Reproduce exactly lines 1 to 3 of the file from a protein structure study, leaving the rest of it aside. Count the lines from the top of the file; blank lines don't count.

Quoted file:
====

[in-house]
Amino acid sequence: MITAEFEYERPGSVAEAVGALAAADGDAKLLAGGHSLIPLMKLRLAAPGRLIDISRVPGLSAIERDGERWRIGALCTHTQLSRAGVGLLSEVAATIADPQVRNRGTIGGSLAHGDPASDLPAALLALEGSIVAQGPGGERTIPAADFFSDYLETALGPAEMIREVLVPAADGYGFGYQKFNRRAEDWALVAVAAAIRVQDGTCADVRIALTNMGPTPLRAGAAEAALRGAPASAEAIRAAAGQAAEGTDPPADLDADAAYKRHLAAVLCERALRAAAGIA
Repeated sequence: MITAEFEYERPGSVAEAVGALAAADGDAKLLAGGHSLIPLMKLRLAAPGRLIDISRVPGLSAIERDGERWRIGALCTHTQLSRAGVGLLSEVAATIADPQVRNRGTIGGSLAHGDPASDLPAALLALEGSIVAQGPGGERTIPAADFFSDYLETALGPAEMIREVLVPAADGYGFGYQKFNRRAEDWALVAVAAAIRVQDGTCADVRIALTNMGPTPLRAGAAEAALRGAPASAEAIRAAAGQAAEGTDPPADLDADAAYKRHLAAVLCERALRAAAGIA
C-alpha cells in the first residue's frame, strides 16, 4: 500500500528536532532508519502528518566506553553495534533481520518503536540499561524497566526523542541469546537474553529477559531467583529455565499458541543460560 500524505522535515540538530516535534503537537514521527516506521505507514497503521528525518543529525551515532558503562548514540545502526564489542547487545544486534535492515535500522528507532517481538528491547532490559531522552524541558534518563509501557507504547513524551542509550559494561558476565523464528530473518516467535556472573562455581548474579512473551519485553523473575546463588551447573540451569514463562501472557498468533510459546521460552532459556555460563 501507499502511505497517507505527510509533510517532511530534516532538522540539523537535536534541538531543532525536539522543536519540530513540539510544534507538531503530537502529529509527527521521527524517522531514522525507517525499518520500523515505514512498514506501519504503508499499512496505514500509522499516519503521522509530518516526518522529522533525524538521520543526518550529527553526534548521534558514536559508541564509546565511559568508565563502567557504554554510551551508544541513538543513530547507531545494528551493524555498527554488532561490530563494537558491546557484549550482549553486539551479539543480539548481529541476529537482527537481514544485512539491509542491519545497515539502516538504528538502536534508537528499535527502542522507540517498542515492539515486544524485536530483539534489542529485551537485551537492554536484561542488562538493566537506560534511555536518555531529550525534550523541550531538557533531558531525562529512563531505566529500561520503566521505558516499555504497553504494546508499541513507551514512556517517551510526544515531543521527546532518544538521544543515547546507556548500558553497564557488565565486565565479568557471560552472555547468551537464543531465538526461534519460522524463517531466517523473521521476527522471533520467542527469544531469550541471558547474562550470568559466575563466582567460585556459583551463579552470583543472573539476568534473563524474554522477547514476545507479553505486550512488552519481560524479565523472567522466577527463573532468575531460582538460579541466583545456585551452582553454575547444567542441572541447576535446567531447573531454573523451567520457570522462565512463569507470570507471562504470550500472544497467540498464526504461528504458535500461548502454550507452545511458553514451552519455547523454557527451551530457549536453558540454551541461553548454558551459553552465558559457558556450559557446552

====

[in-house]
Amino acid sequence: MITAEFEYERPGSVAEAVGALAAADGDAKLLAGGHSLIPLMKLRLAAPGRLIDISRVPGLSAIERDGERWRIGALCTHTQLSRAGVGLLSEVAATIADPQVRNRGTIGGSLAHGDPASDLPAALLALEGSIVAQGPGGERTIPAADFFSDYLETALGPAEMIREVLVPAADGYGFGYQKFNRRAEDWALVAVAAAIRVQDGTCADVRIALTNMGPTPLRAGAAEAALRGAPASAEAIRAAAGQAAEGTDPPADLDADAAYKRHLAAVLCERALRAAAGIA
Repeated sequence: MITAEFEYERPGSVAEAVGALAAADGDAKLLAGGHSLIPLMKLRLAAPGRLIDISRVPGLSAIERDGERWRIGALCTHTQLSRAGVGLLSEVAATIADPQVRNRGTIGGSLAHGDPASDLPAALLALEGSIVAQGPGGERTIPAADFFSDYLETALGPAEMIREVLVPAADGYGFGYQKFNRRAEDWALVAVAAAIRVQDGTCADVRIALTNMGPTPLRAGAAEAALRGAPASAEAIRAAAGQAAEGTDPPADLDADAAYKRHLAAVLCERALRAAAGIA